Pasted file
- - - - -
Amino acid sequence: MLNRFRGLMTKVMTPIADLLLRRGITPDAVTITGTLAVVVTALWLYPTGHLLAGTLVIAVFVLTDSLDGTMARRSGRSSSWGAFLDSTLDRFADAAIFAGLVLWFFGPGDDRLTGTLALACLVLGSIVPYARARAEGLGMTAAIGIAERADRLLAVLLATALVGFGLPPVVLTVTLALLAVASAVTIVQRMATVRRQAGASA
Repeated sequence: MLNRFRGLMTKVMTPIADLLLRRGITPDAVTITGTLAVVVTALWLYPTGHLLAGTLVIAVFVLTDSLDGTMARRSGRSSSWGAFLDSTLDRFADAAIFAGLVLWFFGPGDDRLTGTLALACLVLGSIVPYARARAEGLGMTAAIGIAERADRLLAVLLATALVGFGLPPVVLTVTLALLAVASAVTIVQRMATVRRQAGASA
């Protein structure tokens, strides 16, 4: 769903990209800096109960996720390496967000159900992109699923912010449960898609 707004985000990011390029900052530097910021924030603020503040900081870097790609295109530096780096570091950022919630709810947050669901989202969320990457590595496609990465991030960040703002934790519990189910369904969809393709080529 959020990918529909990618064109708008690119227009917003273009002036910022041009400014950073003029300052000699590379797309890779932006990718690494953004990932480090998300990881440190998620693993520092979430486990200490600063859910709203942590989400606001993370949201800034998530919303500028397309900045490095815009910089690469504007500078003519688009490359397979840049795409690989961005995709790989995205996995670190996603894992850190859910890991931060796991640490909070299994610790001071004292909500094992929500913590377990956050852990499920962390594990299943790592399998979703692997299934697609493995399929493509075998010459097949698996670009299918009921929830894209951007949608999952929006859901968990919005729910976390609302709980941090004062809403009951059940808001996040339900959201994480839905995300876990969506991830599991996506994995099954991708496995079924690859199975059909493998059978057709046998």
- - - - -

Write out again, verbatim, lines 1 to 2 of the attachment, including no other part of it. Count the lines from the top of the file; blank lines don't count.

Amino acid sequence: MLNRFRGLMTKVMTPIADLLLRRGITPDAVTITGTLAVVVTALWLYPTGHLLAGTLVIAVFVLTDSLDGTMARRSGRSSSWGAFLDSTLDRFADAAIFAGLVLWFFGPGDDRLTGTLALACLVLGSIVPYARARAEGLGMTAAIGIAERADRLLAVLLATALVGFGLPPVVLTVTLALLAVASAVTIVQRMATVRRQAGASA
Repeated sequence: MLNRFRGLMTKVMTPIADLLLRRGITPDAVTITGTLAVVVTALWLYPTGHLLAGTLVIAVFVLTDSLDGTMARRSGRSSSWGAFLDSTLDRFADAAIFAGLVLWFFGPGDDRLTGTLALACLVLGSIVPYARARAEGLGMTAAIGIAERADRLLAVLLATALVGFGLPPVVLTVTLALLAVASAVTIVQRMATVRRQAGASA